WeWork, the co-working startup that’s valued at ~$20 billion and has some 200,000 members across 200 locations globally plus nearly 6,000 staff of its own, will no long allow employees to expense meat. It will also no longer serve meat at company events. The policy shift is intended to reduce the business’ environmental impact.

The new internal policy was reported on Friday by Bloomberg which obtained a company memo in which co-founder Miguel McKelvey revealed the policy, writing: “New research indicates that avoiding meat is one of the biggest things an individual can do to reduce their personal environmental impact — even more than switching to a hybrid car.”

So Elon Musk take note.

A WeWork spokeswoman confirmed the new policy to us — which specifically removes red meat, poultry and pork from company menus and expenses policy. Though she emphasized that the company is not prohibiting WeWork staff or members from bringing in meat-based meals they’ve paid for themselves.

Members are also still free to host their own events at WeWork locations and serve meat they’ve paid for themselves. The policy only applies to food purchased (or paid for) by WeWork itself.

The spokeswoman also confirmed that fish is not covered in the meat-free initiative.

The internal memo announcing the meat-free policy is embedded below:

Global Team,

One thing that inspires me most about WeWork is our ability to effect positive change. Our team, united together, has no limit when solving any problem. That’s the Power of We.

In the past few weeks, many teams around the world have already taken action to help us become more environmentally conscious. From plastic-free events in Montreal to recycling initiatives in Hong Kong, we’re excited and humbled by how quickly our teams can make an impact.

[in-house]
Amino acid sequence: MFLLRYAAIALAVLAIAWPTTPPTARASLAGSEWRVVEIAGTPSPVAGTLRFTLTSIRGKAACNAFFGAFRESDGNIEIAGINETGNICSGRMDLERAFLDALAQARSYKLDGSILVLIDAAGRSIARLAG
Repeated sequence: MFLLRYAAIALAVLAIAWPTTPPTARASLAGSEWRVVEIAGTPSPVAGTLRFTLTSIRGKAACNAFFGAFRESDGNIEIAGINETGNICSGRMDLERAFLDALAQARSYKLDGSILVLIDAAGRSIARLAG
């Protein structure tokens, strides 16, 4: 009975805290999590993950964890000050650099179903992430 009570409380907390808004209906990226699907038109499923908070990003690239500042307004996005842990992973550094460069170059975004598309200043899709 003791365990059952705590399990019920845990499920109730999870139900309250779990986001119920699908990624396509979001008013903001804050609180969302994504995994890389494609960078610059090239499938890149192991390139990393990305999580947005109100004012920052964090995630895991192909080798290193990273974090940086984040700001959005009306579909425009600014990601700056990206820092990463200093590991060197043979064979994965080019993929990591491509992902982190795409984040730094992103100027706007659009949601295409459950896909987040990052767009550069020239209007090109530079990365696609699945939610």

But we know we can do more.

We have made a commitment to be a meat-free organization. Moving forward, we will not serve or pay for meat at WeWork events and want to clarify that this includes poultry and pork, as well as red meat.

New research indicates that avoiding meat is one of the biggest things an individual can do to reduce their personal environmental impact — even more than switching to a hybrid car. As a company, WeWork can save an estimated 16.7 billion gallons (63.1 billion liters) of water, 445.1 million pounds (201.9 million kg) of CO2 emissions, and over 15 million animals by 2023 by eliminating meat at our events.

One of our most powerful annual events is Summer Camp. Many of you have asked if we will be serving meat this year. In keeping with our commitment, we will not be serving meat at camp. This is a significant first step — and one that will have a meaningful impact. In just the three days we are together, we estimate that we can save more than 10,000 animals. The team has worked hard to create a sustainable, plentiful, and delicious menu. If you require a medical or religious accommodation, please contact our Global Policy Team.

We are energized by this opportunity to leave a better world for future generations and appreciate your partnership as we continue the journey.

For information on changes (from T&E to the Honesty Market), additional reading on the effects a meat-free diet can have on the world, or to get involved, visit our Connect page. You can also reach out to us at culture@wework.com.

The changes you are making every day will truly change the world.


Scientists have been warning for years that the meat industry is a massive generator of greenhouses gases — although the topic often gets bypassed in mainstream environmental discussions and overlooked by corporate social responsibility policies, so it’s interesting to see WeWork stepping up to the plate (ha!) and putting its policies where its environmentally conscious soundbites are.

According to Bloomberg, the company will also exclude meat products from the self-serve food and drink kiosk systems that are present in around 400 of WeWork’s co-working buildings.

So its affirmative environmental action to reduce meat consumption will have some impact — albeit likely a smaller one — on its paying members too.